Mauritania is among the world's poorest developing countries with a gross domestic product (GDP) per capita of just $478 in 1998, according to the United Nations Development Program . Since attaining independence from French colonial rule in 1960, primitive and low-productivity subsistence farming and herding continue to provide livelihood for the majority of the people. However, most nomads and many farmers have fled to the cities since the 1970s due to the spreading desertification of the land, caused by water depletion and locust attacks. Mauritania has deposits of iron ore, which contribute nearly half of its exports, and also copper ore, gypsum, and phosphates. The decline in demand for those products, however, has led to a decline in mining output and income in the 1990s. The coastal Atlantic has a rich fishing area but it is exploited by foreign interests.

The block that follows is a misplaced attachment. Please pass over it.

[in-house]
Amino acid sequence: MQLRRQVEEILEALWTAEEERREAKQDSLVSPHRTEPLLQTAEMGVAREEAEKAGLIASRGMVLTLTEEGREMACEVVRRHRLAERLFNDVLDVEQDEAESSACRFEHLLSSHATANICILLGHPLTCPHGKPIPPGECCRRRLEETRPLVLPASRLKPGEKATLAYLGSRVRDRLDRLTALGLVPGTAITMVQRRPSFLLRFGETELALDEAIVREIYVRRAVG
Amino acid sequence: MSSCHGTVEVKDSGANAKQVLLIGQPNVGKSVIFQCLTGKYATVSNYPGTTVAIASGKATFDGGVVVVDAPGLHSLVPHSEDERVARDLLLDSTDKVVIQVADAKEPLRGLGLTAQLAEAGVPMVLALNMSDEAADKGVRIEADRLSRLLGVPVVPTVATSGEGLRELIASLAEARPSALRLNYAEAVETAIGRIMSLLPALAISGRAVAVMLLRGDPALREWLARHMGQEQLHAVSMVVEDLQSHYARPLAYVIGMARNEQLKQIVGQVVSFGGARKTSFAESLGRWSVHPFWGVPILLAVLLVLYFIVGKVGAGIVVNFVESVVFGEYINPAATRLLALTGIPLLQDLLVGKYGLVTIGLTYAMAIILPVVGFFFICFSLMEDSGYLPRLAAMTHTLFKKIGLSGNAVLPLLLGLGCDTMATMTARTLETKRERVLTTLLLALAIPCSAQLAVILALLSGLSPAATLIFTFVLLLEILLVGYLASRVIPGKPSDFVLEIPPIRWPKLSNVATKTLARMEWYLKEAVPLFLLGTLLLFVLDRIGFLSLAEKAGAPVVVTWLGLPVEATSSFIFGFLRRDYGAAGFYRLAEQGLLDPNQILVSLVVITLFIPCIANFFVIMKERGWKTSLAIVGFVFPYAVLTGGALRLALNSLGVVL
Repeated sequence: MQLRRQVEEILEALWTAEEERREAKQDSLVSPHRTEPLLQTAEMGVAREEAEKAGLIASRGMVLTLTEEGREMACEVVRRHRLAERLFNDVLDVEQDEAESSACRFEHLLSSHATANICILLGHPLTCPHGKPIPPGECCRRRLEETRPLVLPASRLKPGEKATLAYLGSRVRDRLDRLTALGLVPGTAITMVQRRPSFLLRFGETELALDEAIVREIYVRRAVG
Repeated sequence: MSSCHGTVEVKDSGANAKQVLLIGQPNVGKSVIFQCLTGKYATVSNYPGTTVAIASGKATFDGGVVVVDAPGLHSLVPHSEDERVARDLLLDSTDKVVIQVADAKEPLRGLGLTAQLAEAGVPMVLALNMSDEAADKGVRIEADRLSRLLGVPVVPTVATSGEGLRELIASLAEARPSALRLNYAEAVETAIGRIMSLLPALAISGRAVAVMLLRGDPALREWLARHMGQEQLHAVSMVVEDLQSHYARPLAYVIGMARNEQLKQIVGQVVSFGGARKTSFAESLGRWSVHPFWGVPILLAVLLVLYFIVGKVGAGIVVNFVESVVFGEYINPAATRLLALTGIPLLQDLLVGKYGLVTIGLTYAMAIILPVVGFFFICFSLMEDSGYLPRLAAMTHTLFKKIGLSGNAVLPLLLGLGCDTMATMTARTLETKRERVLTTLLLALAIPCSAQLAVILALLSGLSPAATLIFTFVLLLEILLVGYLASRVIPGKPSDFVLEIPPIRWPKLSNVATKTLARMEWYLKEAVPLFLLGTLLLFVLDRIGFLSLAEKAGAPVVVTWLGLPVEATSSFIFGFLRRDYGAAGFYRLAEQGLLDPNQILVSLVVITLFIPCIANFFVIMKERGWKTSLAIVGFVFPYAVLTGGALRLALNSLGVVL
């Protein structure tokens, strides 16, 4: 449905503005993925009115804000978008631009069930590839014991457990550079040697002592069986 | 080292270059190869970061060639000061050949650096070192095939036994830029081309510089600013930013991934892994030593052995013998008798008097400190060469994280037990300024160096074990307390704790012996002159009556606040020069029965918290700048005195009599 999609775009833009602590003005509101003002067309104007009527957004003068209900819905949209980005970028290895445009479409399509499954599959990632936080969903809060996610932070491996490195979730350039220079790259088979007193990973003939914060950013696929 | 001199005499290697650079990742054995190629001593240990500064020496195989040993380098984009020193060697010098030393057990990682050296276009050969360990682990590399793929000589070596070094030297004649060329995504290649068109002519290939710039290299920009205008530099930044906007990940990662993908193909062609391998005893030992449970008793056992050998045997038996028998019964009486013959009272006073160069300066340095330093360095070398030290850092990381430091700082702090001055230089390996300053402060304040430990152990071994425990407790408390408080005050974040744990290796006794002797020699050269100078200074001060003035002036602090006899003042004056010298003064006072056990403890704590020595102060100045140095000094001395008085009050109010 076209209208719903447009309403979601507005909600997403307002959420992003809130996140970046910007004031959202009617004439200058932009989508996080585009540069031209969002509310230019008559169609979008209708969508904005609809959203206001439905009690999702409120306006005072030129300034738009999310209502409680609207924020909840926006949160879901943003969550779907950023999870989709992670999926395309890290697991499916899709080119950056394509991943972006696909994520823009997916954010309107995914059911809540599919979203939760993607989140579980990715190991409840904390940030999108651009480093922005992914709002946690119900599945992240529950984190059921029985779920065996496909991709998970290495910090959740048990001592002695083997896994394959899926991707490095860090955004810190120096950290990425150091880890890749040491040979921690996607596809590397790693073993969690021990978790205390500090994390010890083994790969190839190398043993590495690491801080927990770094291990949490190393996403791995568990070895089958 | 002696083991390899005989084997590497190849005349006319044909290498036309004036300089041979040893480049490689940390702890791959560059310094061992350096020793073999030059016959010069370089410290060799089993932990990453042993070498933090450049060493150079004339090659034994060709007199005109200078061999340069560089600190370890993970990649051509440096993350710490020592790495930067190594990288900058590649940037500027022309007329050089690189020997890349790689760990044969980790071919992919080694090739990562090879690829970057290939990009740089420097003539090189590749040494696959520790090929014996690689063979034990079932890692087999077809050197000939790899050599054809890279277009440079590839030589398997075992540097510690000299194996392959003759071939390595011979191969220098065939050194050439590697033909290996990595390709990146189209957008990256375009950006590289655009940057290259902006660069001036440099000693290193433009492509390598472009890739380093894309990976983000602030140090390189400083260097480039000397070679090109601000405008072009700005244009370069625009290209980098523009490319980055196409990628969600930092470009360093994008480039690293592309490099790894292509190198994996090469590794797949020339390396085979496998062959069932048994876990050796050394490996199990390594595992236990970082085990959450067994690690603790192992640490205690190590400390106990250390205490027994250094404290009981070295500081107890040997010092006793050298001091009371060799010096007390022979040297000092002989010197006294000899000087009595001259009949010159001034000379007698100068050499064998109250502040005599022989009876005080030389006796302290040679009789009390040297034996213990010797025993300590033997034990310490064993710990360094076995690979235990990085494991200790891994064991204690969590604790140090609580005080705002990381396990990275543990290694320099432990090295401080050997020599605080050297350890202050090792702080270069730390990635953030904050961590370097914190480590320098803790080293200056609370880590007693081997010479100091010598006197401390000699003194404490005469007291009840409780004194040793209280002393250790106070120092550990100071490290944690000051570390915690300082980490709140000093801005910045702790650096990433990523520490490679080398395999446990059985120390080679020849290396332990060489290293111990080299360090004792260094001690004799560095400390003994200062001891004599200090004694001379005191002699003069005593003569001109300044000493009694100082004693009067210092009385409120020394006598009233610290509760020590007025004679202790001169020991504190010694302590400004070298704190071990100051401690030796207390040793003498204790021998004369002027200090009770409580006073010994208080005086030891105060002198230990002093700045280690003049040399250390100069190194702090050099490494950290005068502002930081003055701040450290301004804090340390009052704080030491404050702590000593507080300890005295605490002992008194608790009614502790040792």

Over the 1990s, drought, mismanagement, and waste of resources have contributed to the amassing of a large foreign debt (US$2.5 billion in 1997, or 226 percent of 1996 GDP) and the country remains dependent on foreign aid (US$227.9 million in 1995) and assistance. Debt service is a heavy burden; Mauritania has been qualified by the international community for debt relief as a heavily indebted poor country and seeks cancellation of US$620 million of its debt. Foreign investment is scarce; France and Arab countries (mainly Algeria) are its largest sources. Since 1998, the government has pursued a reform initiative to cut budgetary costs, reduce the waste of resources, and reform the tax system. In 1999, the International Monetary Fund (IMF) approved a US$57 million enhanced structural adjustment loan to support its program.